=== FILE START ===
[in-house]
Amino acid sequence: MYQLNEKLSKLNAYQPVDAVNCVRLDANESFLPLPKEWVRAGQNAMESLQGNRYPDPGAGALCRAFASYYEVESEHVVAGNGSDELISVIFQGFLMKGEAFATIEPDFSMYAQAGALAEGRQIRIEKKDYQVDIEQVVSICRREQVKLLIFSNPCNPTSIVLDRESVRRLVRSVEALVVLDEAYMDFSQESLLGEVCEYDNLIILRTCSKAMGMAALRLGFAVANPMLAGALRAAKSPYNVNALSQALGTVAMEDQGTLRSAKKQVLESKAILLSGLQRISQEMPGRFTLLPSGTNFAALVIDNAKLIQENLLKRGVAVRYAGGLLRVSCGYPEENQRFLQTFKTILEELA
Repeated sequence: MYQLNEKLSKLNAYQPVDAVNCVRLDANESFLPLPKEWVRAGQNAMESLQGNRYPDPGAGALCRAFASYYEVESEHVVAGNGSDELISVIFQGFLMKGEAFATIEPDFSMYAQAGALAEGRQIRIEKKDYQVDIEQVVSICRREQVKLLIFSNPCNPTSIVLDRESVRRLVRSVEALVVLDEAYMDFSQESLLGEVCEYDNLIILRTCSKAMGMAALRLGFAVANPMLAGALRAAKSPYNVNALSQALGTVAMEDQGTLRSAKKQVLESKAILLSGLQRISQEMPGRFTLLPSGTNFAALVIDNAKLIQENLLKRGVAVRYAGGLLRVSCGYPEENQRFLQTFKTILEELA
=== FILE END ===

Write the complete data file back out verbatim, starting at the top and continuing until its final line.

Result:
[in-house]
Amino acid sequence: MYQLNEKLSKLNAYQPVDAVNCVRLDANESFLPLPKEWVRAGQNAMESLQGNRYPDPGAGALCRAFASYYEVESEHVVAGNGSDELISVIFQGFLMKGEAFATIEPDFSMYAQAGALAEGRQIRIEKKDYQVDIEQVVSICRREQVKLLIFSNPCNPTSIVLDRESVRRLVRSVEALVVLDEAYMDFSQESLLGEVCEYDNLIILRTCSKAMGMAALRLGFAVANPMLAGALRAAKSPYNVNALSQALGTVAMEDQGTLRSAKKQVLESKAILLSGLQRISQEMPGRFTLLPSGTNFAALVIDNAKLIQENLLKRGVAVRYAGGLLRVSCGYPEENQRFLQTFKTILEELA
Repeated sequence: MYQLNEKLSKLNAYQPVDAVNCVRLDANESFLPLPKEWVRAGQNAMESLQGNRYPDPGAGALCRAFASYYEVESEHVVAGNGSDELISVIFQGFLMKGEAFATIEPDFSMYAQAGALAEGRQIRIEKKDYQVDIEQVVSICRREQVKLLIFSNPCNPTSIVLDRESVRRLVRSVEALVVLDEAYMDFSQESLLGEVCEYDNLIILRTCSKAMGMAALRLGFAVANPMLAGALRAAKSPYNVNALSQALGTVAMEDQGTLRSAKKQVLESKAILLSGLQRISQEMPGRFTLLPSGTNFAALVIDNAKLIQENLLKRGVAVRYAGGLLRVSCGYPEENQRFLQTFKTILEELA